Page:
It sounds like science fiction: Having someone else’s body sown onto your own body; having their young blood flow through your old veins to reverse the effects of aging and become younger. But this isn’t fiction, this is recent science.
Researchers have already shown that it works. Well, in mice at least. In three papers published in Science (1,2) and Nature (3) this May, researchers used what is called a heterochronic parabiotic system, where an old mouse is surgically joined to a young mouse so that they share a circulation. The blood of the young mouse flows through the old mouse and vice versa. After four or five weeks, the effects of aging in the old mouse are dramatically decreased, as compared to an old mouse conjoined with another old mouse. For example, the old mouse receiving the young blood becomes stronger, learns faster and remembers better. There must be something circulating in the blood of the young mouse that has these regenerative effects.
Sharing a circulation
Aging affects the body as well as cognition. For example, the production of stem cells decreases, which can differentiate into different types of cells such as neurons. The most prominent effect in old mice who shared a circulation with a younger mice is increased stem cell function, which has been shown in the hippocampus, the olfactory bulb, the spinal cord, muscles and the liver. Brain regions that are the first to be affected by old age are indeed the olfactory bulb (where sense of smell is processed) and the hippocampus (where memory and learning is processed). Young blood not only increases stem cell function in these regions, but also causes the formation of new neurons and new blood vessels, increased blood flow, increased number of connections and increased long-term potentiation (a process implicated in learning). These neural changes lead to enhanced learning and memory and a better sense of smell. Increased stem cell function in muscles also causes faster healing of injuries and is accompanied by an improved mitochondrial function (which produces energy for cells), leading to improved exercise endurance and increased strength. Also, enlargement of the heart is decreased, which is an important cause of heart failure in old age.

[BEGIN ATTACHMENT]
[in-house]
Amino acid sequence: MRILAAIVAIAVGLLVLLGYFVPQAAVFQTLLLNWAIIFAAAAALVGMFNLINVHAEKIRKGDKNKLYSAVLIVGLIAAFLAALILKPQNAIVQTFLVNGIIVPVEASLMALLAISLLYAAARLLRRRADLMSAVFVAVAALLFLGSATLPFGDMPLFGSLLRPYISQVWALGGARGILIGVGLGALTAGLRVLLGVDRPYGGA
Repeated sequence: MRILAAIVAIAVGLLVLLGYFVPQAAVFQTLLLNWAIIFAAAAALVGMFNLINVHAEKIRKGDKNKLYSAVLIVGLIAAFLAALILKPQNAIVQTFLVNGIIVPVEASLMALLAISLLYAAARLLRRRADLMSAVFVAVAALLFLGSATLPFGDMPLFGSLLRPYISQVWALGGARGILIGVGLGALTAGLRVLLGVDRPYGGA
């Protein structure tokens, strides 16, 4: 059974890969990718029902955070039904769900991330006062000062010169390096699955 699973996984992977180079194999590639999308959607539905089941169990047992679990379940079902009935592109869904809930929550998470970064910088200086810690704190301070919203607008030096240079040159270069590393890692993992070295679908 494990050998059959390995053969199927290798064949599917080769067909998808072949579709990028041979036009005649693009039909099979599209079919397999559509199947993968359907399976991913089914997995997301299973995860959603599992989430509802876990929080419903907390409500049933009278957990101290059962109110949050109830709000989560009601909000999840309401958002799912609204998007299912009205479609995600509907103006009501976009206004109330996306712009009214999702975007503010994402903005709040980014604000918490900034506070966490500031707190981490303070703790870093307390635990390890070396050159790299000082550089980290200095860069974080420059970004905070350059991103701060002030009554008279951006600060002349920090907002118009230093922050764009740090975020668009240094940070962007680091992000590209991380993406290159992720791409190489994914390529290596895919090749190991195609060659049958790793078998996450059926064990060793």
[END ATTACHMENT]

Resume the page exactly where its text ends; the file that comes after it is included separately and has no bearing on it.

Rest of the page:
Injections with the serum of youth
Luckily it is not necessary to share a circulation with a younger individual to achieve these regenerative effects. Directly injecting an old mouse with blood plasma of a young mouse three times a week causes the same changes . What exactly in the blood causes these changes has not yet been specified. There could be multiple rejuvenating factors. So far, one protein has been implicated the most. Injecting Growth Differentiation Factor 11 (GDF11) has almost the same effects as sharing a circulation with a young mouse. This factor is more abundant in young mice and decreases with age. Restoring GDF11 levels to a youthful baseline decreases the effects of aging .
Implications for humans
Reversing the effects of aging through young blood may not only have implications for mice. GDF11 is also present in humans. Blood plasma transfusions or GDF11 administration in humans is very promising for the future and may be able to reverse the effects of aging. However, since the authors found no differences in appearance or general health, the effects could be limited to cognitive and physical functioning. Excitingly, human trials are already expected to begin within three to five years. Another aspect that could be influenced is Alzheimer’s disease or possibly other types of dementia, disorders whose main risk is aging itself. The cognitive defects that are implicated in Alzheimer’s disease could be decreased or even reversed by this possible intervention.